The U.S. Food and Drug Administration (FDA) has recommended that doctors stop prescribing and dispensing prescription drugs that contain more that 325 mg of acetaminophen per tablet or capsule to reduce the risk of severe liver injury.
The U.S. Centers for Disease Control and Prevention (CDC) is implementing a new educational program to help remind parents of the importance of keeping medications — even those purchased over-the-counter — “Up and Away and Out of Sight” of young children. Toddlers in particular are at risk from medications and vitamins left within reach, as they have the manual dexterity to open many medication containers, coupled with a very young child’s tendency to explore the world orally. According to the CDC, one in 150 two-year-olds ends up in the emergency room each year due to medication overdose; most of these are the result of the child encountering and ingesting the medicine .
Health Highlights is a biweekly summary of particularly interesting articles from credible sources of health and medical information that we follow & read.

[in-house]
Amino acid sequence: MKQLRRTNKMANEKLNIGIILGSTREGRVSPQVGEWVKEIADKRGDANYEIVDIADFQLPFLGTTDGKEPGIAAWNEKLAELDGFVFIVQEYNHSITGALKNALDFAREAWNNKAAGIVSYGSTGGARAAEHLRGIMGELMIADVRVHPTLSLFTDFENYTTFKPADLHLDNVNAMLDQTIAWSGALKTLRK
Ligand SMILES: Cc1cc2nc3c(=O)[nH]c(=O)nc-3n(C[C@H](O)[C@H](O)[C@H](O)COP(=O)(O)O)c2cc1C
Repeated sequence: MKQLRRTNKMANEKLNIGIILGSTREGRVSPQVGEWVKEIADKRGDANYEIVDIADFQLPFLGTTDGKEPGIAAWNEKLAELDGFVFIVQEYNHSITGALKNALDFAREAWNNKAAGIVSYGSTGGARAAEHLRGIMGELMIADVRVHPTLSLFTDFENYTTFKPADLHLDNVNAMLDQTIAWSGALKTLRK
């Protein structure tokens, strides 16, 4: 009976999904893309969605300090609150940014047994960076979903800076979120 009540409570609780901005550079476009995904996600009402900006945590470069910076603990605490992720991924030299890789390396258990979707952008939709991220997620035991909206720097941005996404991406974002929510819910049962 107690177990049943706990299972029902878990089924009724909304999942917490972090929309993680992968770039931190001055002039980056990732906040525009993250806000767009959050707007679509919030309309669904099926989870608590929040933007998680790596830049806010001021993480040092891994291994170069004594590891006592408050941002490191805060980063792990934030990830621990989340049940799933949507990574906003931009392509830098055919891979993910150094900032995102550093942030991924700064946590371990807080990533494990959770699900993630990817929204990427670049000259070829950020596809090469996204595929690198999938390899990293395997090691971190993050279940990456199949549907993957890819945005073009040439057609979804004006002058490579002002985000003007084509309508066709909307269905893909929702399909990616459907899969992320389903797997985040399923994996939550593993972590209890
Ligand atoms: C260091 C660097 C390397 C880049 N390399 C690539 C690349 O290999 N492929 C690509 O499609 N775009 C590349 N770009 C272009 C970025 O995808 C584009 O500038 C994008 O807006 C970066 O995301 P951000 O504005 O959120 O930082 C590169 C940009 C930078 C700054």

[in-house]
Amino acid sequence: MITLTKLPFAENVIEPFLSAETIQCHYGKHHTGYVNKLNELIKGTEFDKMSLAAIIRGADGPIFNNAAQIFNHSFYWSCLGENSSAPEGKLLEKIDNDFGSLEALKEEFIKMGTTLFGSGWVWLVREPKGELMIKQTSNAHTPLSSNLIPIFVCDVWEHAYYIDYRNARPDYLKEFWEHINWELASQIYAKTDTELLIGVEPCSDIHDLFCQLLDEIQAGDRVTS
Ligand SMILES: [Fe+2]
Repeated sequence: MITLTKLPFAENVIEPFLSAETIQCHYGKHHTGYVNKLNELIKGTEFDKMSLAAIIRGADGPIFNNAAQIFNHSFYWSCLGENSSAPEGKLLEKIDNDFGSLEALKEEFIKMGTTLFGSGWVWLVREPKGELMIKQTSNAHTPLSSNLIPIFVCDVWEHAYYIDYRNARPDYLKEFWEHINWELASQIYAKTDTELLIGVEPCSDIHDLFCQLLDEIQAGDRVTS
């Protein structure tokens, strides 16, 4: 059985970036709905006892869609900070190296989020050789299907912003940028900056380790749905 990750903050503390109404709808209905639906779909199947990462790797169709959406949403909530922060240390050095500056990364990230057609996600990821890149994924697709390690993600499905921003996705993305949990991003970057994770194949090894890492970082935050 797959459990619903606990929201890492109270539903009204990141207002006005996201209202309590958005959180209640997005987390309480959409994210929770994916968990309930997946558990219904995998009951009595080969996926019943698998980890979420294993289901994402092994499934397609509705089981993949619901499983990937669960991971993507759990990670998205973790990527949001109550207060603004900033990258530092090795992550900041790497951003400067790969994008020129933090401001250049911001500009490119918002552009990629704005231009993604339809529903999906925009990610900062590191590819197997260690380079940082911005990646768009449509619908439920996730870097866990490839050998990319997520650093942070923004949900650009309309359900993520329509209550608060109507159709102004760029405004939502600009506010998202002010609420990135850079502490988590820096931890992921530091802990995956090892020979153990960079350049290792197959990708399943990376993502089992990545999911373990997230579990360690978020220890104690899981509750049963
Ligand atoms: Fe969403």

12 Tips for a Happier Holiday Season | Dr Shock MD PhD
Dr. Shock offers 12 tips for a happier holiday season.
The Acetaminophen Blues | Secundum Artem
N.B. discusses the difference between non-steroidal anti-inflammatory drugs (NSAIDs) and acetaminophen.
Medicine 2.0 Wiki: Benchside to Bedside 2.0
Rahul Shetty of Constructive Medicine 2.0 has created a wiki on Medicine 2.0 to serve as a common healthcare and life science resource.
Drugs Don’t Work | InsureBlog
Drugs don’t work … unless you take them. Seems like a no-brainer, doesn’t it? Bob at Insureblog writes about a USA Today article discussing people with chronic health conditions who stop taking their medication.